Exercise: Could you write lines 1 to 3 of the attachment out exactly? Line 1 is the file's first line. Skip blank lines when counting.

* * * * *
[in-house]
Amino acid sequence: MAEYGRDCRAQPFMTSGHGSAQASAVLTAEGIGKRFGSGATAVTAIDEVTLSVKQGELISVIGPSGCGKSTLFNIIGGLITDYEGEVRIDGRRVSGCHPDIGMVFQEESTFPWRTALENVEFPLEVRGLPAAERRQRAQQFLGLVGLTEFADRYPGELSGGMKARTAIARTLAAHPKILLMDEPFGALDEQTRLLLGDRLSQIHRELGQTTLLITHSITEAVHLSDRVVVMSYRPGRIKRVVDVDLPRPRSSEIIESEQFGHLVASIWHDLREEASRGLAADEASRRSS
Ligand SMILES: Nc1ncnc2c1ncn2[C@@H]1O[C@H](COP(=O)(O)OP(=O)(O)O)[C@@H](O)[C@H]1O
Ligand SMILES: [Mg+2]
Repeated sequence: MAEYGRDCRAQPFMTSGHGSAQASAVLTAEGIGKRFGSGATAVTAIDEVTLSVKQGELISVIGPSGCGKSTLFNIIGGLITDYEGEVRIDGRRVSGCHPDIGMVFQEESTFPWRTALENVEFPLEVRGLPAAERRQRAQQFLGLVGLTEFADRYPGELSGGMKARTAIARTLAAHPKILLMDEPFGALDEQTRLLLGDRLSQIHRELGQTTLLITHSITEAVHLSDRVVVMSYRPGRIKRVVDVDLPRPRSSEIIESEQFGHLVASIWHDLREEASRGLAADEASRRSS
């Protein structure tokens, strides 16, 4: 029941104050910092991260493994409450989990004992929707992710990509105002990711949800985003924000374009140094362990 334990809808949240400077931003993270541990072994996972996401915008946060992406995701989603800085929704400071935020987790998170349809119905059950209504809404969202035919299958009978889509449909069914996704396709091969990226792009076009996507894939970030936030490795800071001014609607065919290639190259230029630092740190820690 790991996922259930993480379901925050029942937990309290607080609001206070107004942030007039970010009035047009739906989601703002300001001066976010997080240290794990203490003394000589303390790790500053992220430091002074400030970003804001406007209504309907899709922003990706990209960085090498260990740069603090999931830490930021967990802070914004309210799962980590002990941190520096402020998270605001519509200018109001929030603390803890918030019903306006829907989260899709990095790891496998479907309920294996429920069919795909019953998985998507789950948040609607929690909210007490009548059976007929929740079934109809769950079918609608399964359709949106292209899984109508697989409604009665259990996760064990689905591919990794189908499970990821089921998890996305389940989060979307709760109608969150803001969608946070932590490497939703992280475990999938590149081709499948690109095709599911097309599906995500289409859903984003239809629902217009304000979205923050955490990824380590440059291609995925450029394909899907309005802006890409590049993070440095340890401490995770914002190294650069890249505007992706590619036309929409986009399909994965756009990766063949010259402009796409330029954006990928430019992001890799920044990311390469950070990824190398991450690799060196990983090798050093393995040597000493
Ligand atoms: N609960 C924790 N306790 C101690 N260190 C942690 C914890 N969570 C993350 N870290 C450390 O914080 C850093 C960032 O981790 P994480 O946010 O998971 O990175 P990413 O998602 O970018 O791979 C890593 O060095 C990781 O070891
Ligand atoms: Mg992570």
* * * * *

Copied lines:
[in-house]
Amino acid sequence: MAEYGRDCRAQPFMTSGHGSAQASAVLTAEGIGKRFGSGATAVTAIDEVTLSVKQGELISVIGPSGCGKSTLFNIIGGLITDYEGEVRIDGRRVSGCHPDIGMVFQEESTFPWRTALENVEFPLEVRGLPAAERRQRAQQFLGLVGLTEFADRYPGELSGGMKARTAIARTLAAHPKILLMDEPFGALDEQTRLLLGDRLSQIHRELGQTTLLITHSITEAVHLSDRVVVMSYRPGRIKRVVDVDLPRPRSSEIIESEQFGHLVASIWHDLREEASRGLAADEASRRSS
Ligand SMILES: Nc1ncnc2c1ncn2[C@@H]1O[C@H](COP(=O)(O)OP(=O)(O)O)[C@@H](O)[C@H]1O